Both Aryan Kaganof and Mareli Stolp embarked tonight on a search for Graham Newcater. Aryan’s film has found him at 30 Leonard Street where, in a sense, he has always lived but not always been, composing music that is ‘just music’. It has suggested that we not think of Newcater’s music in in relation to a real world anterior to the sounding structures, but to imagine instead that this music precedes the real in a way that challenges its order. Mareli’s performance has engaged the complex interlocking worlds embedded in the scores of Fountains, Chromatic Serpent and the Sapphire Sonata. She has through hours of work and study of the beautiful calligraphy of the composer – a task of the modern performer comparable to the medieval scholastic isolation and dedication to faithful text reproduction – proposed a Graham Newcater of equally monastic immersion in the construction of musical structures that speak strangely, compellingly, of the order of things and of history. Combined, both have confronted us with art that changes how we regard the real.

Graham Newcater - Of Fictalopes and Jictology

After the 2011 Stellenbosch concert, Aryan Kaganof wrote the only review of the event on his blog. I leave it to this review to articulate the possible significance of the encounter that we have had. The review was entitled, ‘Her first concert’:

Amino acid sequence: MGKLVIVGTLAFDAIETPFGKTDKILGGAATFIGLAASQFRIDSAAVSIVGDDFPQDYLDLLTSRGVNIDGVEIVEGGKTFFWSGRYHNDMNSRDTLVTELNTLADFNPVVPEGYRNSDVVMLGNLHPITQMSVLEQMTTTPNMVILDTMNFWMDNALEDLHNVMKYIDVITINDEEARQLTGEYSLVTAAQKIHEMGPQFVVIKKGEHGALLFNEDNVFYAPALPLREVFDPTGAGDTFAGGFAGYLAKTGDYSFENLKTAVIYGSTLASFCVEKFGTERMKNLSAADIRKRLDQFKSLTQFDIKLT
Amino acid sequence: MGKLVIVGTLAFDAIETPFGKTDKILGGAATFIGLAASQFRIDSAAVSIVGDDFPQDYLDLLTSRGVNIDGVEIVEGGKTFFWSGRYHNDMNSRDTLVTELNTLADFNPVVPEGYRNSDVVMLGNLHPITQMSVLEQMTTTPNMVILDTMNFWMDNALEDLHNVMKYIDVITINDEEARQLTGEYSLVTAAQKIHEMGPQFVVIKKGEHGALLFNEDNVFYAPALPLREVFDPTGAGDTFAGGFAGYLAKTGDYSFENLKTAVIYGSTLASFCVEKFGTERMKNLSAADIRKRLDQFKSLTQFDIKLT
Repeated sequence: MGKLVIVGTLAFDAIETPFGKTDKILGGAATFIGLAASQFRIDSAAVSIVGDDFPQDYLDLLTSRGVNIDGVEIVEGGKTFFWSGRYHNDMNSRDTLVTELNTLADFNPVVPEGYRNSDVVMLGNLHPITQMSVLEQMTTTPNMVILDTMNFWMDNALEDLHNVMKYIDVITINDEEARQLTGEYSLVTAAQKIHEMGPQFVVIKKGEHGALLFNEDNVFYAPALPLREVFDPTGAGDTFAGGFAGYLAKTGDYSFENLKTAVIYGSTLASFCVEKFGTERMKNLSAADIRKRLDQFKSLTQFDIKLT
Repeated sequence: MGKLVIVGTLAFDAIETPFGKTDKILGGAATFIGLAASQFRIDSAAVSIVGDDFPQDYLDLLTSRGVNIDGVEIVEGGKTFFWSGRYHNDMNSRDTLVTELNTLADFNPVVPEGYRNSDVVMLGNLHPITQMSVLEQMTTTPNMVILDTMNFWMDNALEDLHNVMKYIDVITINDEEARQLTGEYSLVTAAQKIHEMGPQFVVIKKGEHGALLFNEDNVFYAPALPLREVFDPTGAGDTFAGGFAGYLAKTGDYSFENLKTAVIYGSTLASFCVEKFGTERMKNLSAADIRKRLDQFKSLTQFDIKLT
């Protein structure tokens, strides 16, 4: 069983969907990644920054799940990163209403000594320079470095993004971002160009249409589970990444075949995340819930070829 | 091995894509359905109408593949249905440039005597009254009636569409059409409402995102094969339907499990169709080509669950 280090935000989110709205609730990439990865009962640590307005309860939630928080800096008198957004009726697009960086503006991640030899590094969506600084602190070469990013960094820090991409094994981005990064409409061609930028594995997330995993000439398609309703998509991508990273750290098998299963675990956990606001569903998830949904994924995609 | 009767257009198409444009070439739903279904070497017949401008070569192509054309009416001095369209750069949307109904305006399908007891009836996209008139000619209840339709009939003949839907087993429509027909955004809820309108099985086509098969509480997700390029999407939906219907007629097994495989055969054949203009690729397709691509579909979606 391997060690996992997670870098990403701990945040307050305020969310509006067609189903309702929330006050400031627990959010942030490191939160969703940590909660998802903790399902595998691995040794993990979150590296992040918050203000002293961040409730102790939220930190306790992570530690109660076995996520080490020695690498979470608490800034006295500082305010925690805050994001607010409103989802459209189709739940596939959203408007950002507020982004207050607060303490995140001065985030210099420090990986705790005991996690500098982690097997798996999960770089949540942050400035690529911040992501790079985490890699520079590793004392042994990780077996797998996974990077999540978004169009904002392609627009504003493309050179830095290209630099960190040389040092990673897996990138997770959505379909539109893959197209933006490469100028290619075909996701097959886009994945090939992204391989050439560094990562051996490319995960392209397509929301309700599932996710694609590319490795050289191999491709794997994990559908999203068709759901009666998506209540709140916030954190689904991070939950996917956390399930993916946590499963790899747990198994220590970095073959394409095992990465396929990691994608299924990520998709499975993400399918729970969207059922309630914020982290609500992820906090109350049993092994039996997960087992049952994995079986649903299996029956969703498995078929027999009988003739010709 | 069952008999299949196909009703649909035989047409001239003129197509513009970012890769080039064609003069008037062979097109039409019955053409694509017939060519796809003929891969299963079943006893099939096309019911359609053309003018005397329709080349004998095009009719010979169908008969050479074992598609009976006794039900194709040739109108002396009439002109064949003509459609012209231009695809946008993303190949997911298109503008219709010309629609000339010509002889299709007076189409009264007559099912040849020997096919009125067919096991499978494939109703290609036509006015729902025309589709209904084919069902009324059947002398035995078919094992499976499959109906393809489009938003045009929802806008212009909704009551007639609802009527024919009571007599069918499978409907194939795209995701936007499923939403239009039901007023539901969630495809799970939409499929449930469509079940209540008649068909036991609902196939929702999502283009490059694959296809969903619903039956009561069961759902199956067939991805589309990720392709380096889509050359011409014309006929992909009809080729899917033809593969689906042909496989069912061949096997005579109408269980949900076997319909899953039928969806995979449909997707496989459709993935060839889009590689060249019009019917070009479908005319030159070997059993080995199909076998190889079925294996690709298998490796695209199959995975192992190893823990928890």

Her first concert

i told her that she had to be completely silent and that if she was bored or didn’t like the music for any reason she should simply point at the exit door and i would take her out. i didn’t want the experience to be a torture. her three year old body became immediately tense when a pianist and violinist walked onstage. during the tuning my daughter appeared to slip into another world. she was sitting on my lap but i could feel that she was somewhere else. the music started. three pieces for violin and piano op.9 by graham newcater. these short pieces were followed by newcater’s four idylls for string quartet. my daughter was entranced. at one point she mimed the movements of violinist as if she wanted to jump onstage and participate in the music. my daughter wasn’t carrying any intellectual baggage whatsoever. she wasn’t referring this experience to any so-called knowledge of music history or theory. she was experiencing sound in space and time. she was experiencing life itself in its purest form. at the end of it she looked sternly and not a little bit surprised at me and said ‘i wasn’t bored at all. i liked the music. i want to see more concerts.’ then the composer and another composer moved in front of the audience and began talking about music and my daughter fell immediately into a deep sleep.

i’m glad that my daughter’s first music concert wasn’t by mozart or bach or beethoven. i’m glad that my daughter’s first experience of live music performance was by an impossibly unknown south african composer whose work might never be performed again. it doesn’t matter if it never is. newcater’s compositions have served the highest purpose there is – they have opened the ears of a 3 year old child. sound has been transformed into music. the movement of an arm and a bow across a wooden instrument has created this magic as if for the first time. the world begins again. art and life have merged magically and nothing will ever be the same again for her.

aryan kaganof, stellenbosch 2011.10.17